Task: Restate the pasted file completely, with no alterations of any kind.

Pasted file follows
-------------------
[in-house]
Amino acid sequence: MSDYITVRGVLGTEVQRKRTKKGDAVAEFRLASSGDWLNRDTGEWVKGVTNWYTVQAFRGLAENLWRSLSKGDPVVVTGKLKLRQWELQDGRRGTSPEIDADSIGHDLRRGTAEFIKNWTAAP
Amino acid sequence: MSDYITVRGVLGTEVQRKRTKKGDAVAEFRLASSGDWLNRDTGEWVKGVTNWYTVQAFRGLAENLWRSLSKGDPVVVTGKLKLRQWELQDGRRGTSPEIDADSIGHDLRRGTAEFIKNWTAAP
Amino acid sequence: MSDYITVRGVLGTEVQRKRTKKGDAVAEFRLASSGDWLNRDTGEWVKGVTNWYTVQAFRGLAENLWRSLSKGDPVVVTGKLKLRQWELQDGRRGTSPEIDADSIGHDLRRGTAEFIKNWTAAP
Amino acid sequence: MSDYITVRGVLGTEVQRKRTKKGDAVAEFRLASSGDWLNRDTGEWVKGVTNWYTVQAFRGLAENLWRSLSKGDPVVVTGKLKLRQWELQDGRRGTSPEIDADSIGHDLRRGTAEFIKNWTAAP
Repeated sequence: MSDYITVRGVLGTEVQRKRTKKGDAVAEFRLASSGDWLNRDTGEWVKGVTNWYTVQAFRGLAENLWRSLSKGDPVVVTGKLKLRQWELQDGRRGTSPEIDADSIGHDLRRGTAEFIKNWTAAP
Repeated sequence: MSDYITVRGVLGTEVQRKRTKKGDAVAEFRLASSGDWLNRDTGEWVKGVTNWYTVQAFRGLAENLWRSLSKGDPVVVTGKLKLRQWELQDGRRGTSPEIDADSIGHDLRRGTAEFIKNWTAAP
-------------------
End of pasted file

[in-house]
Amino acid sequence: MSDYITVRGVLGTEVQRKRTKKGDAVAEFRLASSGDWLNRDTGEWVKGVTNWYTVQAFRGLAENLWRSLSKGDPVVVTGKLKLRQWELQDGRRGTSPEIDADSIGHDLRRGTAEFIKNWTAAP
Amino acid sequence: MSDYITVRGVLGTEVQRKRTKKGDAVAEFRLASSGDWLNRDTGEWVKGVTNWYTVQAFRGLAENLWRSLSKGDPVVVTGKLKLRQWELQDGRRGTSPEIDADSIGHDLRRGTAEFIKNWTAAP
Amino acid sequence: MSDYITVRGVLGTEVQRKRTKKGDAVAEFRLASSGDWLNRDTGEWVKGVTNWYTVQAFRGLAENLWRSLSKGDPVVVTGKLKLRQWELQDGRRGTSPEIDADSIGHDLRRGTAEFIKNWTAAP
Amino acid sequence: MSDYITVRGVLGTEVQRKRTKKGDAVAEFRLASSGDWLNRDTGEWVKGVTNWYTVQAFRGLAENLWRSLSKGDPVVVTGKLKLRQWELQDGRRGTSPEIDADSIGHDLRRGTAEFIKNWTAAP
Repeated sequence: MSDYITVRGVLGTEVQRKRTKKGDAVAEFRLASSGDWLNRDTGEWVKGVTNWYTVQAFRGLAENLWRSLSKGDPVVVTGKLKLRQWELQDGRRGTSPEIDADSIGHDLRRGTAEFIKNWTAAP
Repeated sequence: MSDYITVRGVLGTEVQRKRTKKGDAVAEFRLASSGDWLNRDTGEWVKGVTNWYTVQAFRGLAENLWRSLSKGDPVVVTGKLKLRQWELQDGRRGTSPEIDADSIGHDLRRGTAEFIKNWTAAP